Throughout time, horses were used for work and labor. They have always been a symbol of hard work. But as industrialization gripped the world, horses found themselves unable to compete with gas-fueled and electronic cars. Today, we see horses used in tourist sites, carrying travelers who like to experience being in a horse-drawn carriage. They’re either for leisure, entertainment, or social status. Couples use horse-drawn carriages in their weddings and the Central Park in New York uses horses as a form of extraordinary experience they sell to tourists.
In the society and sporting world, horses are for the rich and famous. The royalty such as Princes William and Harry played polo. The sons and daughters of multibillionaires receive ponies as gifts when they’re little kids. It’s almost akin to receiving a dog as a birthday present for regular folks. They then grow up to compete as equestrians and polo players. Many will forget about these beloved horses and leave them to the care of their ranch employees.
But while horses seemed to be a status symbol in many societies, what a lot of people don’t understand about them is the physical and mental health benefits they provide. Admittedly, taking care of horses and spending time with them is not the least bit cheap. If you do have a big space to accommodate them and the money to buy at least one, you’ll need to look into some trailer supply stores that can rent out a trailer for the transportation of the horse.
The investment you make in a horse is going to pay off. Whether you buy one or visit a stable regularly to ride on one doesn’t matter. Horses have this strange positive impact on your well-being.
Relieves Stress, Reduces Risks of Depression
Stress is so prevalent in today’s society. The pressure to do good and be better than anyone else can become exhausting. The past year was even more stressful because of the health threat that coronavirus poses. Then, there’s also the matter of your financial stability—your employment or business. Stress never stops. There seems to be a new source of stress that people discover eventually.
A study in the United Kingdom, however, found that people who spend time with horses are more able to deal with stressful situations. They are less likely to fall into anxiety and depression. People who ride horses for leisure are shown to be more stable emotionally. They are happier and generally have a more positive outlook in life. The study also found out that people can get more depressed the longer they go without riding.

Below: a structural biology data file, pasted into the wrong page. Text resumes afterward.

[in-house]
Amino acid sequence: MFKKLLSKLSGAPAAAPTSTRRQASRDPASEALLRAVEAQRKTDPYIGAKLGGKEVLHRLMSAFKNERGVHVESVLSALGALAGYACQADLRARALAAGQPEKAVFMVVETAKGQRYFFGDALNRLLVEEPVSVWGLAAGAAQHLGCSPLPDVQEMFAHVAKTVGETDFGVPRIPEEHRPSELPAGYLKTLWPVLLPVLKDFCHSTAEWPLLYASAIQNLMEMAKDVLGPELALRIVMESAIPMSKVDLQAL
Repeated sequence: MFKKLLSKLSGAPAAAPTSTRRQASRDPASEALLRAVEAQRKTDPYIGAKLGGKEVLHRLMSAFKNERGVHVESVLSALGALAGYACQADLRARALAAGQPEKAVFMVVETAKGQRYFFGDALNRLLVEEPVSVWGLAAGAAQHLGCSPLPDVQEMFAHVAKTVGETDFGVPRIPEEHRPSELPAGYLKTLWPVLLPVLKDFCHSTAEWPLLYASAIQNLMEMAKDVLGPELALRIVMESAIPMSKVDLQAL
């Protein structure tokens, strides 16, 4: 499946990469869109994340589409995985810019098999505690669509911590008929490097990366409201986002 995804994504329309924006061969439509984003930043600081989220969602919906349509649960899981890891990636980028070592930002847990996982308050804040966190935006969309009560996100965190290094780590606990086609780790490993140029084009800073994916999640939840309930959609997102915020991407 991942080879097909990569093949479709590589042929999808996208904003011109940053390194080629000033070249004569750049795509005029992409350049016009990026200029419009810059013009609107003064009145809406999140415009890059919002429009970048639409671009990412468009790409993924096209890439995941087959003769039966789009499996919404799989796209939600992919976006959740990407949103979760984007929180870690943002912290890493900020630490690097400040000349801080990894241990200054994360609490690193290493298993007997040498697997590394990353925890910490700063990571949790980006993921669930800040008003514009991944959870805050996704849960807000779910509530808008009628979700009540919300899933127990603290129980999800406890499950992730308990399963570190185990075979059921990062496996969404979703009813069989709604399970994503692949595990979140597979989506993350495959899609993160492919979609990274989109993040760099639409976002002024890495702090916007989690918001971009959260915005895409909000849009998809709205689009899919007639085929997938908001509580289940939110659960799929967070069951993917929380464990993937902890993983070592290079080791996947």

Beneficial for Children with Developmental Problems
Another health benefit of horseback riding and spending time with horses is on children with developmental problems such as autism and attention deficit hyperacidity disorder (ADHD). Some special education schools actually take children to horse stables so that they can spend time with the animals. They let them care for the horses, teaching the kids about responsibility and patience. The activity also lowers their behavioral problems, especially for kids who tend to get violent when they have to cope.
Helps with Post-traumatic Stress Disorder
It’s not just for children with behavioral problems that horses are beneficial. People suffering from post-traumatic stress disorder (PTSD), especially soldiers who have just gotten back from wars and catastrophes, can also spend more time with horses to relieve them of symptoms from these traumatic incidences. These programs are successful, studies showed, in helping soldiers adjust to a new environment.
Prisoners are also benefiting from spending time with horses or riding them when they can. New programs are being launched to help inmates adjust to a new world. Plus, the organizers of these programs also said that inmates who spend time with horses are happier and have a better acceptance of their situations.
Get Physical Exercise from Riding
Finally, aside from the emotional and psychological health benefits of horseback riding, it is also a good way to burn calories and strengthen your core muscles. Riding a horse is a good cardiovascular exercise. Plus, you can burn as much as 600 calories per ride, and that’s just when the horses trot moderately. Imagine how many calories you can burn if it’s a full-on sprint.
As an addition to burning calories, horseback riding will also strengthen your core muscles and work out your inner thighs and pelvic muscles. There aren’t many exercise routines that can work out these many areas of your body. Horseback riding will also practice your posture and balance.
Horses bring many benefits to the people that spend time with them. Whether it’s physical or mental, the benefits are well-documented, and they have a significant impact on your health that other activities or regimen cannot replicate. Horses are your friends, morale booster, therapist, and teacher.